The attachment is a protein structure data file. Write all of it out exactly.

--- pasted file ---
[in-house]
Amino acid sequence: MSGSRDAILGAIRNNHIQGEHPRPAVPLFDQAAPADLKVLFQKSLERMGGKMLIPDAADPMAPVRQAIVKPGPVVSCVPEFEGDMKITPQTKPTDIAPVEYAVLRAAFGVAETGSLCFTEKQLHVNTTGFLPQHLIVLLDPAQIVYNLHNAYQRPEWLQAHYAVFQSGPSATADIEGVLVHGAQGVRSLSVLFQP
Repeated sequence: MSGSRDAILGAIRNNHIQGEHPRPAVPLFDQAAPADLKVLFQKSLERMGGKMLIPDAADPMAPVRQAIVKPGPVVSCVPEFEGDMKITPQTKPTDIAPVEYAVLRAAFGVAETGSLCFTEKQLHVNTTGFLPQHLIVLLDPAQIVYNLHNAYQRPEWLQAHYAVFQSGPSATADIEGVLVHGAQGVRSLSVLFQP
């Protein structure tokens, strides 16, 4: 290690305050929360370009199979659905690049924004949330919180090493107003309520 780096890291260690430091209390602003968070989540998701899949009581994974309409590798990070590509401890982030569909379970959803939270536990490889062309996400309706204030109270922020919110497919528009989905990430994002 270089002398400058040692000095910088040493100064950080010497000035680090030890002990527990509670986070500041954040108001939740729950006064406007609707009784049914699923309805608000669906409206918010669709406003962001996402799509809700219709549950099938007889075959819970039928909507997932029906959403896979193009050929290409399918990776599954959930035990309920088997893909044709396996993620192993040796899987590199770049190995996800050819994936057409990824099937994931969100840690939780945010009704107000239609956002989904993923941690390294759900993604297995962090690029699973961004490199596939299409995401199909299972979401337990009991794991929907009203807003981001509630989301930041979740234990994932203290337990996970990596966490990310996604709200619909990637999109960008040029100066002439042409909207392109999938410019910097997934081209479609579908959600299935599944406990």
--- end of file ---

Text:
[in-house]
Amino acid sequence: MSGSRDAILGAIRNNHIQGEHPRPAVPLFDQAAPADLKVLFQKSLERMGGKMLIPDAADPMAPVRQAIVKPGPVVSCVPEFEGDMKITPQTKPTDIAPVEYAVLRAAFGVAETGSLCFTEKQLHVNTTGFLPQHLIVLLDPAQIVYNLHNAYQRPEWLQAHYAVFQSGPSATADIEGVLVHGAQGVRSLSVLFQP
Repeated sequence: MSGSRDAILGAIRNNHIQGEHPRPAVPLFDQAAPADLKVLFQKSLERMGGKMLIPDAADPMAPVRQAIVKPGPVVSCVPEFEGDMKITPQTKPTDIAPVEYAVLRAAFGVAETGSLCFTEKQLHVNTTGFLPQHLIVLLDPAQIVYNLHNAYQRPEWLQAHYAVFQSGPSATADIEGVLVHGAQGVRSLSVLFQP
């Protein structure tokens, strides 16, 4: 290690305050929360370009199979659905690049924004949330919180090493107003309520 780096890291260690430091209390602003968070989540998701899949009581994974309409590798990070590509401890982030569909379970959803939270536990490889062309996400309706204030109270922020919110497919528009989905990430994002 270089002398400058040692000095910088040493100064950080010497000035680090030890002990527990509670986070500041954040108001939740729950006064406007609707009784049914699923309805608000669906409206918010669709406003962001996402799509809700219709549950099938007889075959819970039928909507997932029906959403896979193009050929290409399918990776599954959930035990309920088997893909044709396996993620192993040796899987590199770049190995996800050819994936057409990824099937994931969100840690939780945010009704107000239609956002989904993923941690390294759900993604297995962090690029699973961004490199596939299409995401199909299972979401337990009991794991929907009203807003981001509630989301930041979740234990994932203290337990996970990596966490990310996604709200619909990637999109960008040029100066002439042409909207392109999938410019910097997934081209479609579908959600299935599944406990």